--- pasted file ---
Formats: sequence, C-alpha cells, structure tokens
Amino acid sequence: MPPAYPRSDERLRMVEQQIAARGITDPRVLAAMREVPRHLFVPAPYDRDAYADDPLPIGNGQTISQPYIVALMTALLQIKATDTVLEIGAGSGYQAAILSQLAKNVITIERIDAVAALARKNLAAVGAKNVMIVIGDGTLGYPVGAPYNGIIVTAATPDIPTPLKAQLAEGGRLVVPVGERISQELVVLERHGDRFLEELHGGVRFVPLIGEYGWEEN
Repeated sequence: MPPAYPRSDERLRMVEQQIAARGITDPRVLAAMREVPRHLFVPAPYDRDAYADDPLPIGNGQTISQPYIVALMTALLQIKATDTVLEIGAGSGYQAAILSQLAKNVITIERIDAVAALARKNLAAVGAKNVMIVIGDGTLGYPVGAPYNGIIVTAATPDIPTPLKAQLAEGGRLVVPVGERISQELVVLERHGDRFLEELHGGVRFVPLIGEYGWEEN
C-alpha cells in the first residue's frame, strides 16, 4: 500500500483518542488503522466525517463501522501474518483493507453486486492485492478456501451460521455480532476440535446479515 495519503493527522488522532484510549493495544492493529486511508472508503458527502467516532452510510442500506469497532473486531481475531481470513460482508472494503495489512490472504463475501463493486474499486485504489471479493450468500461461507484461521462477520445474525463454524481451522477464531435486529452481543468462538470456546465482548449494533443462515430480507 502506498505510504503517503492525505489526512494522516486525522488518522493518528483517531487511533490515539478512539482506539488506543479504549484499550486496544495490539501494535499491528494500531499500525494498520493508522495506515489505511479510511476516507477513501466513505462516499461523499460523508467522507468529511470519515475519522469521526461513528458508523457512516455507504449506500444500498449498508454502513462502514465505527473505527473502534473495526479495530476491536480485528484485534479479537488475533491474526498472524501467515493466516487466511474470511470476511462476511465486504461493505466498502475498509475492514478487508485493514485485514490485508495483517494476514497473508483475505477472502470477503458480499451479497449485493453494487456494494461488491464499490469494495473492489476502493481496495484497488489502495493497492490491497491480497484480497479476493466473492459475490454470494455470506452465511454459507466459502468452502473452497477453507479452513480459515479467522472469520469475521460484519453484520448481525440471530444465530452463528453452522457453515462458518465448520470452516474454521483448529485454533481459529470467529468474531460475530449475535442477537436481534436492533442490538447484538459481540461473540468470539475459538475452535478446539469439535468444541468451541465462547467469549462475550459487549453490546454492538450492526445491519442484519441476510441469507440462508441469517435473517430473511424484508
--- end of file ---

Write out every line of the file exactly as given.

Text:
Formats: sequence, C-alpha cells, structure tokens
Amino acid sequence: MPPAYPRSDERLRMVEQQIAARGITDPRVLAAMREVPRHLFVPAPYDRDAYADDPLPIGNGQTISQPYIVALMTALLQIKATDTVLEIGAGSGYQAAILSQLAKNVITIERIDAVAALARKNLAAVGAKNVMIVIGDGTLGYPVGAPYNGIIVTAATPDIPTPLKAQLAEGGRLVVPVGERISQELVVLERHGDRFLEELHGGVRFVPLIGEYGWEEN
Repeated sequence: MPPAYPRSDERLRMVEQQIAARGITDPRVLAAMREVPRHLFVPAPYDRDAYADDPLPIGNGQTISQPYIVALMTALLQIKATDTVLEIGAGSGYQAAILSQLAKNVITIERIDAVAALARKNLAAVGAKNVMIVIGDGTLGYPVGAPYNGIIVTAATPDIPTPLKAQLAEGGRLVVPVGERISQELVVLERHGDRFLEELHGGVRFVPLIGEYGWEEN
C-alpha cells in the first residue's frame, strides 16, 4: 500500500483518542488503522466525517463501522501474518483493507453486486492485492478456501451460521455480532476440535446479515 495519503493527522488522532484510549493495544492493529486511508472508503458527502467516532452510510442500506469497532473486531481475531481470513460482508472494503495489512490472504463475501463493486474499486485504489471479493450468500461461507484461521462477520445474525463454524481451522477464531435486529452481543468462538470456546465482548449494533443462515430480507 502506498505510504503517503492525505489526512494522516486525522488518522493518528483517531487511533490515539478512539482506539488506543479504549484499550486496544495490539501494535499491528494500531499500525494498520493508522495506515489505511479510511476516507477513501466513505462516499461523499460523508467522507468529511470519515475519522469521526461513528458508523457512516455507504449506500444500498449498508454502513462502514465505527473505527473502534473495526479495530476491536480485528484485534479479537488475533491474526498472524501467515493466516487466511474470511470476511462476511465486504461493505466498502475498509475492514478487508485493514485485514490485508495483517494476514497473508483475505477472502470477503458480499451479497449485493453494487456494494461488491464499490469494495473492489476502493481496495484497488489502495493497492490491497491480497484480497479476493466473492459475490454470494455470506452465511454459507466459502468452502473452497477453507479452513480459515479467522472469520469475521460484519453484520448481525440471530444465530452463528453452522457453515462458518465448520470452516474454521483448529485454533481459529470467529468474531460475530449475535442477537436481534436492533442490538447484538459481540461473540468470539475459538475452535478446539469439535468444541468451541465462547467469549462475550459487549453490546454492538450492526445491519442484519441476510441469507440462508441469517435473517430473511424484508